As a general rule, evidence of a prior conviction is not admissible to show that the defendant is a bad person or has a propensity for committing crimes of a similar nature. State v. Rose, 121 Ariz. 131, 135-136, 589 P.2d 5 (1978). Evidence of prior crimes, however, is admissible under Rule 609(a), Rules of Evidence, 17A A.R.S., for purposes of impeaching a witness' credibility. Under this rule, the court should make an on-the-record finding based on specific facts and circumstances that the probative value of admitting the evidence outweighs its prejudicial effect. State v. Ellerson, 125 Ariz. 249, 252, 609 P.2d 64 (1980).

The motion to limit the State's testimony in regard to the prior conviction was argued on July 2, 1979, at which time the court took the motion under advisement. The court denied the motion during the trial, finding that any prejudicial effect of the admission of the prior conviction of possession of a narcotic drug does not outweigh the probative value of the evidence.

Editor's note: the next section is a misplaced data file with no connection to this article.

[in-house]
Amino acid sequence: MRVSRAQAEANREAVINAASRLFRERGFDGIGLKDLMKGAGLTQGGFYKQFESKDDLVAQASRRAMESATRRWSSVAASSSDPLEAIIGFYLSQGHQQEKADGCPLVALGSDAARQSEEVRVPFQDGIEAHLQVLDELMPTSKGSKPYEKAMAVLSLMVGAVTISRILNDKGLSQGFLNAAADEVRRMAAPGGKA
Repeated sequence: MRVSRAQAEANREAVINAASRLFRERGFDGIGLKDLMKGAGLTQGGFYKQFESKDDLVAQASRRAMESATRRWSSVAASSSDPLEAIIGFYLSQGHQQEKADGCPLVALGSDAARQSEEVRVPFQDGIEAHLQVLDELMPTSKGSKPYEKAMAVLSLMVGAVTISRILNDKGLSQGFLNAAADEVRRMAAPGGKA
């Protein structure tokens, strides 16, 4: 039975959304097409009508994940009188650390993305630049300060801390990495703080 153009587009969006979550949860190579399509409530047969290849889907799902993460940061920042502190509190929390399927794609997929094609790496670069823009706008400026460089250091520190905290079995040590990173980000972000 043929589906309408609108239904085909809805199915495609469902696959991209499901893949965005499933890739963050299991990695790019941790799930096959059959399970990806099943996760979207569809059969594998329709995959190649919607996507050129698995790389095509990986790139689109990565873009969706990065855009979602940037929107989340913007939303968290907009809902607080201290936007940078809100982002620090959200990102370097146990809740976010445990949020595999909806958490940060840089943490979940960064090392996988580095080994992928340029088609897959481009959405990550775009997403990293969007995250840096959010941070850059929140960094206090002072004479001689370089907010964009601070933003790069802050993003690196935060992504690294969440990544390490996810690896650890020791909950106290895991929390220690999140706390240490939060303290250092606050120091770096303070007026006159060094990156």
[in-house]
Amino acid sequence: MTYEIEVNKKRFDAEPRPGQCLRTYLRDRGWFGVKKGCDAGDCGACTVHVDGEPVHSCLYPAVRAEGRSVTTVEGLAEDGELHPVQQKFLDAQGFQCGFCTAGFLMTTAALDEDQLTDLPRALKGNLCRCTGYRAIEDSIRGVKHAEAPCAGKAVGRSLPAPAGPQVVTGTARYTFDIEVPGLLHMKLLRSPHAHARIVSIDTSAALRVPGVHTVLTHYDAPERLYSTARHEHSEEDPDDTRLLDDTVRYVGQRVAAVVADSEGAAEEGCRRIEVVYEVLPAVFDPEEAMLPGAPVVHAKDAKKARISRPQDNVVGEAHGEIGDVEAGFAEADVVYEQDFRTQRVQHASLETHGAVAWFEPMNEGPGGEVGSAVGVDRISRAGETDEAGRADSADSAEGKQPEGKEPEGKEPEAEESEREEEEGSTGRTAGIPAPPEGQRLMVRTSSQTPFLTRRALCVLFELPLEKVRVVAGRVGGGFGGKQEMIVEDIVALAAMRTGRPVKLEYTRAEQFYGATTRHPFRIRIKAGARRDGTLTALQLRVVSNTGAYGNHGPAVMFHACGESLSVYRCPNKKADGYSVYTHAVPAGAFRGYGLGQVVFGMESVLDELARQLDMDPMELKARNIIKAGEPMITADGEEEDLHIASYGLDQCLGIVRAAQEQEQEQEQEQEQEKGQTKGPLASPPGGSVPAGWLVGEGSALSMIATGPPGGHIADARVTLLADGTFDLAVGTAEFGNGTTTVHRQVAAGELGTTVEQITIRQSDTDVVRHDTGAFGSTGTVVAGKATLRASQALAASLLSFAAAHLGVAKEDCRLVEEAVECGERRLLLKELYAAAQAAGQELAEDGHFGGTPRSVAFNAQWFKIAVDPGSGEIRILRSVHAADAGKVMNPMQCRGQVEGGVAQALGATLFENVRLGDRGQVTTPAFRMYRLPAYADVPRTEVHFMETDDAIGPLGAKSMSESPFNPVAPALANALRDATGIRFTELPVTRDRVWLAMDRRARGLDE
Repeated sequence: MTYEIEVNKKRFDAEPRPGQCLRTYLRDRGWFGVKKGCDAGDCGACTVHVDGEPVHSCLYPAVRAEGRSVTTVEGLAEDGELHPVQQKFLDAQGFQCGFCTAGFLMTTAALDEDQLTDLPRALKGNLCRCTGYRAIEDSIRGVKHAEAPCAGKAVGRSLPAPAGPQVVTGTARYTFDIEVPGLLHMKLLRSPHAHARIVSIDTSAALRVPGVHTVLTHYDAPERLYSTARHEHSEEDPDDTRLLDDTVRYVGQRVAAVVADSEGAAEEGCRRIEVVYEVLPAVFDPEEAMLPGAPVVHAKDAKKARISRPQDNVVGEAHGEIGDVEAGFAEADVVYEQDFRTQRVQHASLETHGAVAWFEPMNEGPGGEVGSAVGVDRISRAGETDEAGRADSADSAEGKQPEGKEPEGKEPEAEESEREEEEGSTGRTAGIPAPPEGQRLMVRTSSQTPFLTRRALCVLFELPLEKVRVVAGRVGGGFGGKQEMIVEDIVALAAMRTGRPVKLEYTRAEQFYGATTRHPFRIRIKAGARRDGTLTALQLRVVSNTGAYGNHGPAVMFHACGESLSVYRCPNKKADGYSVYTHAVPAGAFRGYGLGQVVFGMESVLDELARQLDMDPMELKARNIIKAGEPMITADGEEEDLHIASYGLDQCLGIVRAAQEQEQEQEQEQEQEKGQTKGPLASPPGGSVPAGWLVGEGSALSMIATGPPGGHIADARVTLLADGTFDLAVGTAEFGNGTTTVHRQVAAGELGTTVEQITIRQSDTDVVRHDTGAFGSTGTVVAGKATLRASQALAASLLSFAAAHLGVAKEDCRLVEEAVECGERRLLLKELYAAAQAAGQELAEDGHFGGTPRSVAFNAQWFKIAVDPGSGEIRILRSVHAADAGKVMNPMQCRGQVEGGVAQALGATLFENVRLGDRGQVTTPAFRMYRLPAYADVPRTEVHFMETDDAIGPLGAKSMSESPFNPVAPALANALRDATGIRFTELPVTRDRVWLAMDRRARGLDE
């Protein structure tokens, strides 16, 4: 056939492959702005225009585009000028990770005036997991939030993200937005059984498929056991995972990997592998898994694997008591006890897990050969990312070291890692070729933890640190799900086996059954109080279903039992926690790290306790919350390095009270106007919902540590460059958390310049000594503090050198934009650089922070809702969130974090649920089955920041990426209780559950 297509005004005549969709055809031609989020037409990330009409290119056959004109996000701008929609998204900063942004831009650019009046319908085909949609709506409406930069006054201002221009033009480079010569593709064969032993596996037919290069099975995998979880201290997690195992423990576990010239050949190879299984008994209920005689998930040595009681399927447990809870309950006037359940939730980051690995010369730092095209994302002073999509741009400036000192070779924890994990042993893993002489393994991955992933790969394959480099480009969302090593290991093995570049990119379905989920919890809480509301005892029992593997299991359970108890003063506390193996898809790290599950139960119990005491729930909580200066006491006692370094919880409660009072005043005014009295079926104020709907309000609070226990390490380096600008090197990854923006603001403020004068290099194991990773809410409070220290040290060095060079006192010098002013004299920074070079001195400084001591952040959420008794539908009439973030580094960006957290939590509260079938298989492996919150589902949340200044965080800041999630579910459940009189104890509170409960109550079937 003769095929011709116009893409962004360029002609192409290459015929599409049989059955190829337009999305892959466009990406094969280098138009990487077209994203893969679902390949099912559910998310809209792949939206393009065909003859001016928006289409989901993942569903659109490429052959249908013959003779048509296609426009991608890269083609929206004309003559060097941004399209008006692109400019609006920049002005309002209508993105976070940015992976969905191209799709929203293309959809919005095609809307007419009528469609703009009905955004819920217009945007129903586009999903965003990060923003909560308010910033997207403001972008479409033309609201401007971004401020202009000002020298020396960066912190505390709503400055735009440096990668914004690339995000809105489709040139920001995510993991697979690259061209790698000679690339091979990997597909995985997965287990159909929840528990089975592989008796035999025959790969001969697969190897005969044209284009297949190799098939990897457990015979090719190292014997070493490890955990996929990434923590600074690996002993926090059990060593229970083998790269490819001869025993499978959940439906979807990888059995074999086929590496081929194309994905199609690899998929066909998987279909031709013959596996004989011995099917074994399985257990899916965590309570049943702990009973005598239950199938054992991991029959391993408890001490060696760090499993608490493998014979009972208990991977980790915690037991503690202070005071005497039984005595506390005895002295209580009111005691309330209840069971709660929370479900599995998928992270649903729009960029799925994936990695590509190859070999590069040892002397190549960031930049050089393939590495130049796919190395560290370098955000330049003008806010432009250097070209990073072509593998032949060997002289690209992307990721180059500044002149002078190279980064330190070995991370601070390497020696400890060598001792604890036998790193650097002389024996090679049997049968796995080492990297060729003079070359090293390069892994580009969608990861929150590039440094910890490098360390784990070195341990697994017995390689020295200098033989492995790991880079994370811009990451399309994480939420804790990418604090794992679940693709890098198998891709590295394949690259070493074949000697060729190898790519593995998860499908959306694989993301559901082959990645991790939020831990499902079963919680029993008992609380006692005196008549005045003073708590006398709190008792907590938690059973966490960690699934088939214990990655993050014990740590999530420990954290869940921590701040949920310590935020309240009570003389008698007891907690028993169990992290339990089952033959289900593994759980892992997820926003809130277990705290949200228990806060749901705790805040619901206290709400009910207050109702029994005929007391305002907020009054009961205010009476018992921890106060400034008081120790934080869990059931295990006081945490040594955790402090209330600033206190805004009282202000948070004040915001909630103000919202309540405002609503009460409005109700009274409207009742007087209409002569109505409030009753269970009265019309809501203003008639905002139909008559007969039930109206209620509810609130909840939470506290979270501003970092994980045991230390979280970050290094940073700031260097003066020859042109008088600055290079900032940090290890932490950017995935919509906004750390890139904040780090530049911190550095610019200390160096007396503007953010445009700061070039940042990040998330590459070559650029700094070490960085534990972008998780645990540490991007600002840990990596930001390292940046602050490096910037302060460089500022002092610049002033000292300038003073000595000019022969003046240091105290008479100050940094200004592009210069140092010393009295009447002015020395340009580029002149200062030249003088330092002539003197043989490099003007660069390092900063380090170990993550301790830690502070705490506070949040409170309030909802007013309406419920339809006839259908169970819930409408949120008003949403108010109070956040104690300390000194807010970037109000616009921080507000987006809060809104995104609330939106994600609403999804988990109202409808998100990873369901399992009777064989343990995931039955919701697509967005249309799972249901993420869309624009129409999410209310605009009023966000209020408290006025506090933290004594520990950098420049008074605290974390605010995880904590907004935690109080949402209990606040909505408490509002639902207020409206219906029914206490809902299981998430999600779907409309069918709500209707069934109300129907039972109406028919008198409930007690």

As we pointed out in State v. Ellerson, supra at 252, 609 P.2d 64, when the State intends to offer a prior conviction in evidence for impeachment of a defendant, the trial judge should require the State to show the date, place and nature of the prior conviction and any other relevant circumstance. The defendant should be permitted to rebut the State's showing of relevancy by pointing out the prejudicial effect to...